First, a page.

Anthony J. Adam – Amazon
Highly enjoyable finish to the trilogy
Olympia author and former Mississippian Alec Clayton concludes his FREEDOM TRILOGY with this novel set in the contemporary Gulf Coast of that state. Although many of the characters from the previous two novels (The Backside of Nowhere and Return to Freedom) make appearances, the focus this time is on the new generation as they make it through their first year of college at a fictional Mississippi University near their hometown of Freedom. Secondary plotlines tell of the marital troubles of the now-grown Bitsey and her husband, the mysterious disappearance of Weatherman Donny, the re-discovery of a reclusive painter, and the changing political landscape following the hurricane (drawn so well in the previous volume), but the central plotline follows Molly and Francis’ growing relationship as college freshmen interested in becoming artists. Clayton is a good storyteller, weaving the various plot threads together, and his earlier life fishing in those parts helps the narrative come alive. As an artist himself, Clayton also gives the reader a real feel for the difficulties of the painter’s life – urging the youngsters to find practical majors is excellent advice! – while poking a satiric finger at some of those who teach academic art (Norman Rockwell, indeed). If there is anything to criticize, it might be Molly’s erratic knowledge of art history – aware of more modern (i.e., late twentieth century) artists than the masters of early centuries. But that’s a minor point, and the curious reader might want to have a copy of Robert Hughes (or at least Google) on hand to see actual works by the (real) artists. Highly enjoyable finish to the trilogy, and a fine picture of the contemporary Gulf Coast.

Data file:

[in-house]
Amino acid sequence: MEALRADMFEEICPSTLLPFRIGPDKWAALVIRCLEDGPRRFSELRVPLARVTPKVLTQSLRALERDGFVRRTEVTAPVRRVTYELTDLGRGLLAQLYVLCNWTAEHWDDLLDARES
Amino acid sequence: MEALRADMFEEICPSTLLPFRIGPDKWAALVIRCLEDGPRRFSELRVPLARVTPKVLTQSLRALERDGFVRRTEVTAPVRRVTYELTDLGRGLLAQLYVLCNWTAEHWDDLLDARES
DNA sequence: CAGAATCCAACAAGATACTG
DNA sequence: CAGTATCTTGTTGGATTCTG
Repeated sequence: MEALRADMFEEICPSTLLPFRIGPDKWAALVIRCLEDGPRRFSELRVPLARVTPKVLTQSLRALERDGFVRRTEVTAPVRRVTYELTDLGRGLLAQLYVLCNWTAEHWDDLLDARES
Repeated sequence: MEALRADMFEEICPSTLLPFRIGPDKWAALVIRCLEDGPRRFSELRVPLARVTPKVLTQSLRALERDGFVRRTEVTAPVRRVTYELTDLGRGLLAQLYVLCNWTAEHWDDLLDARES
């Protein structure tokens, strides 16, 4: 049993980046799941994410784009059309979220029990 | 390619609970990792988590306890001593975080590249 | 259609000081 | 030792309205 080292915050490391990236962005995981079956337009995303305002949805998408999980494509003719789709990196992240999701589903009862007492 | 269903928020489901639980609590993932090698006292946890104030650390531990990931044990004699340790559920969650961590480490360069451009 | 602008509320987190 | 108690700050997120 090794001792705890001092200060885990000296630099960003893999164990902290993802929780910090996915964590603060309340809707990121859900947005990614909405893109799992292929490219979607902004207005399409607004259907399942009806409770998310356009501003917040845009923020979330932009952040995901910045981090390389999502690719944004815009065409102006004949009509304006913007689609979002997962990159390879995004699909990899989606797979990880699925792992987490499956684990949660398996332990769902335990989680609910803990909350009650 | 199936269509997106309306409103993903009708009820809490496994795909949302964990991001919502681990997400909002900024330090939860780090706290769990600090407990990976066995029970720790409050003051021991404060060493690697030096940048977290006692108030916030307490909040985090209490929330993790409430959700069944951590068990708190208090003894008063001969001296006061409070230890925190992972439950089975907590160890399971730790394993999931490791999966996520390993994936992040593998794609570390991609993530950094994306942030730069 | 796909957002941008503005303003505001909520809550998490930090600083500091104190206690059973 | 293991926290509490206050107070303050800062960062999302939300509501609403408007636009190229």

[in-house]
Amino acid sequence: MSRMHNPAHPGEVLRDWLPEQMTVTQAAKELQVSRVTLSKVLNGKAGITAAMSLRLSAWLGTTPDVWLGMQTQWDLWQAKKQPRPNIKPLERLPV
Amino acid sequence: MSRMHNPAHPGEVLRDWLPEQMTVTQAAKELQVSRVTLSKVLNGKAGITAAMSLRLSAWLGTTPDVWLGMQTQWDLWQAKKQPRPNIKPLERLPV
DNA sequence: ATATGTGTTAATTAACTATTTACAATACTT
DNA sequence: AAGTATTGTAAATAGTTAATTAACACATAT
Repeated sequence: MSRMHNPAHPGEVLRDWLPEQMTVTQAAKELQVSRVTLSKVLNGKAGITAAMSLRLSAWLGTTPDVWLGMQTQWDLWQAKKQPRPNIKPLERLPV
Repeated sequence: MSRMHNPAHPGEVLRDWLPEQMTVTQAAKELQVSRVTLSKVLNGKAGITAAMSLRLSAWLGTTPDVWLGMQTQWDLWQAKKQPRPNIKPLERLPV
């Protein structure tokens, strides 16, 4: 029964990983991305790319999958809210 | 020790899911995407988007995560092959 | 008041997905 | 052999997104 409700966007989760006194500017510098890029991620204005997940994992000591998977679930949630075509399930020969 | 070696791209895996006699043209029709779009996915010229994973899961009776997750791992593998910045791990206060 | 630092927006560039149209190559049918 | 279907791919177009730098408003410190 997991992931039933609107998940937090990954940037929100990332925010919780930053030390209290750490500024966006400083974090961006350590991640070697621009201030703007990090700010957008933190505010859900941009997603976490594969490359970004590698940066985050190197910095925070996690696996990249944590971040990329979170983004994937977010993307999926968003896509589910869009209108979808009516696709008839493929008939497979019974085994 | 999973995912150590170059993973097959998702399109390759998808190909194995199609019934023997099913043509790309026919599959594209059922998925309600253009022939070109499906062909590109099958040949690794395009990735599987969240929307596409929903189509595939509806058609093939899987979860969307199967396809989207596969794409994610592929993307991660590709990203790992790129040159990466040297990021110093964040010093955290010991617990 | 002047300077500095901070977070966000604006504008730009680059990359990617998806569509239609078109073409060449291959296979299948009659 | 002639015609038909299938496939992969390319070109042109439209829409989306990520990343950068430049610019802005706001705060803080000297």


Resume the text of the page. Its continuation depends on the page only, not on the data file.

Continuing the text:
Pennyart – Amazon
I’ve enjoyed this series by Alec Clayton. The books of this trilogy can easily be read individually. In Visual Liberties, Molly carries the central action. We follow a naive girl into college and cringe as she begins a disastrous affair with her art teacher, Darren. In and around her life are her parents and a disparate group of people who try to help and guide her; then eventually find justice. These characters are sympathetically drawn as they struggle with their own failures and successes. It’s about a community of people — loving, fighting, helping, quarreling — then deciding just to get along as best they can.
Steve Clymer – Amazon
Hitting a sweet spot
I recently was in Olympia, Washington, to visit with old friends, one of whom said we ought to attend a reading that night of Alec Clayton’s book Visual Liberties. So we all trucked downtown and man were we pleasantly surprised.
Having attended many book readings in the Seattle area, this one really was special. Why? In large measure due to the enthusiastic delivery by the readers. That’s a really good sign for a book! They loved their reader parts, and it was clear that they think very highly of Mr. Clayton.
Well, we couldn’t leave the reading without purchasing our books, talking in person to the author (a delightful man), and getting our books autographed. However, once home, my reading was postponed due to a very busy holiday season.